March 15,2007

Finance Leaders Question IRS Policy Outsourcing

New effort would let outside groups draft rules for tax agency

Washington, DC – U.S. Senators Max Baucus (D-Mont.) and Chuck Grassley (R-Iowa), Chairman and Ranking Republican Member of the Senate Finance Committee, are questioning a new Internal Revenue Service (IRS) plan to outsource the writing of some agency rules. The IRS recently announced its intention to ask “interested parties” to provide research and even draft proposals for new procedures and regulations for administering tax policy and implementing tax legislation. In letters requesting more information from the Treasury Inspector General for Tax Administration and from the IRS’s chief counsel, Baucus and Grassley expressed concern that this will allow outside groups to have undue influence on policies that affect American taxpayers.

“What’s best for taxpayers should be the IRS’s number-one concern when they make new rules for administering tax policy. I want to make sure that outside groups don’t skew the IRS’s view,”
Baucus said. “In the end, the IRS needs to run the IRS. And with $345 billion in legally owed taxes going uncollected every year, it would seem that the IRS might need to ride closer herd on its rules, rather than farming them out.”

Grassley said, “We don’t need K Street lawyers writing enforcement regulations to help their clients create tax shelters. That would be worse than a camel’s nose under the tent. It would be the whole caravan. We might as well have the Justice Department let defense counsels write sentencing guidelines. If the IRS is that short on resources, the commissioner needs to tell Congress.”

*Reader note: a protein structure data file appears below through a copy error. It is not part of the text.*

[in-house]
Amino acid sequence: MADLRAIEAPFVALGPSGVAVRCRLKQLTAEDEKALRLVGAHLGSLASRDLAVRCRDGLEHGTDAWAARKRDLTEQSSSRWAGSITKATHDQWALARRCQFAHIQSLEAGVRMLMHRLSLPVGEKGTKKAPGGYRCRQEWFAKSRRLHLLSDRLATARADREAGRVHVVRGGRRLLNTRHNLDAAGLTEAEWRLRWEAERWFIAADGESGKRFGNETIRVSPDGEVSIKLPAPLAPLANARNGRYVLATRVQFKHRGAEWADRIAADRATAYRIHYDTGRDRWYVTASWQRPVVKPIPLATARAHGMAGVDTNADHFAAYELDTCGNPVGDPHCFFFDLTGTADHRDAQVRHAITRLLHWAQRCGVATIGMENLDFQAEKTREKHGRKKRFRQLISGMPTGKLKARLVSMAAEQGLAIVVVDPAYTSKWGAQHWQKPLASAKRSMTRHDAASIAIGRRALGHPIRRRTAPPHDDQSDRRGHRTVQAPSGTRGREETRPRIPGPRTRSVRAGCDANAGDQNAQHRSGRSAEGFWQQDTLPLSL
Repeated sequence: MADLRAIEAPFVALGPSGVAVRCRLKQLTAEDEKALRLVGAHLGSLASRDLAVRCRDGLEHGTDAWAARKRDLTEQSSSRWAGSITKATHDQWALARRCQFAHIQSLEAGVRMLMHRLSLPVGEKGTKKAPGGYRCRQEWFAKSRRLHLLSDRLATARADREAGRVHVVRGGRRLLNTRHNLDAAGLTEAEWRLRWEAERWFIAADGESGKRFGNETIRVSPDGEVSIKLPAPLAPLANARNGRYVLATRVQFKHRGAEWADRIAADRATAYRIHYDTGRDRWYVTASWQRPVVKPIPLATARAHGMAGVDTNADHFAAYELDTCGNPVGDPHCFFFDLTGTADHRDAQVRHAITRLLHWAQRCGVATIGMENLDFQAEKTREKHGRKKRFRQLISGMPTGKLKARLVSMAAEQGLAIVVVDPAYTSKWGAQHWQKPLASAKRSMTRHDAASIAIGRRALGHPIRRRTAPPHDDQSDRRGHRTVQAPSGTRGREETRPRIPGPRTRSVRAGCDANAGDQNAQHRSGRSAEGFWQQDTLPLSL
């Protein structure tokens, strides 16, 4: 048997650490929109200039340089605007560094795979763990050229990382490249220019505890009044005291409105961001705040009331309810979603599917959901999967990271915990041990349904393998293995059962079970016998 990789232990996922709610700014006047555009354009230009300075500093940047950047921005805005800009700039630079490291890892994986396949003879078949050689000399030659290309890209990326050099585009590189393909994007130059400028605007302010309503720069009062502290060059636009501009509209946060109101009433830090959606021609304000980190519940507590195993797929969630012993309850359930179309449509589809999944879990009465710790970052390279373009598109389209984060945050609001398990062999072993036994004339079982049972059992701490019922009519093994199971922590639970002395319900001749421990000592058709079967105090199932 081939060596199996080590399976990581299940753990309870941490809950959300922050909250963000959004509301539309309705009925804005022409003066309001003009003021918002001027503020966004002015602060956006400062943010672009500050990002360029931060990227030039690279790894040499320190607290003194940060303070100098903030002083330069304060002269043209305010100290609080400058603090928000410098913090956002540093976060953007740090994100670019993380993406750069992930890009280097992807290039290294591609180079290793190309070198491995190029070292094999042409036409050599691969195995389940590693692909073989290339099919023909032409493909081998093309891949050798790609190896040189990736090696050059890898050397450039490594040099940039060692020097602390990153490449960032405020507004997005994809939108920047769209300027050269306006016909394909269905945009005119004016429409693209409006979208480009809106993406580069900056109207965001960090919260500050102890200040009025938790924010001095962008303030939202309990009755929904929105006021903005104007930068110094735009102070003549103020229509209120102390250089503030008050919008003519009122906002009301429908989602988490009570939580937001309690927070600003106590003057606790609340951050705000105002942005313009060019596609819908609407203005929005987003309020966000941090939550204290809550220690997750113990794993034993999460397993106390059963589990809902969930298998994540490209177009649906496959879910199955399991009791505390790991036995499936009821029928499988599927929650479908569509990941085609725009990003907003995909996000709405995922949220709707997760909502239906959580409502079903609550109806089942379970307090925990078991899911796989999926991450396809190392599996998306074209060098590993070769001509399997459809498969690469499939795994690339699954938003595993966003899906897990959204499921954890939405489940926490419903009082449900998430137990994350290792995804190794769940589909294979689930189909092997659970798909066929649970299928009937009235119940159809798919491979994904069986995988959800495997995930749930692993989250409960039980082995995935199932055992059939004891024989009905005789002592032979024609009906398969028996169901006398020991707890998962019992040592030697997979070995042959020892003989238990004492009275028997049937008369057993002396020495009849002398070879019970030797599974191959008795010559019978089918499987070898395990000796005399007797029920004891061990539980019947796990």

The text of the Senators’ letters follows here.

March 15, 2007

The Honorable J. Russell George, Inspector General
Treasury Inspector General for Tax Administration
1125 15th Street, N.W.
Washington, D.C. 20005

Dear Mr. George:

The Senate Finance Committee has an interest in how policies, regulations, and rulings are developed by the Department of the Treasury and the Internal Revenue Service (IRS). As Finance Committee staff raised with senior officials of the Treasury Inspector General for Tax Administration (TIGTA) several weeks ago, we want to make certain that the Treasury and the IRS are not putting special interests before the public interest when developing tax guidance. In particular, we are concerned about the use of outside parties and stakeholders in the development of policies and guidance. These concerns were heightened by the recent IRS guidance (Notice 2007-17) on this issue. In this Notice, the IRS announced the launch of a pilot program to solicit greater input from the public in the development of certain guidance projects. Under this pilot program, the IRS and Treasury would publish a notice for each guidance project selected for the program. This notice would identify research, background documents, drafts of proposed guidance and other work products, and ask interested parties to provide them.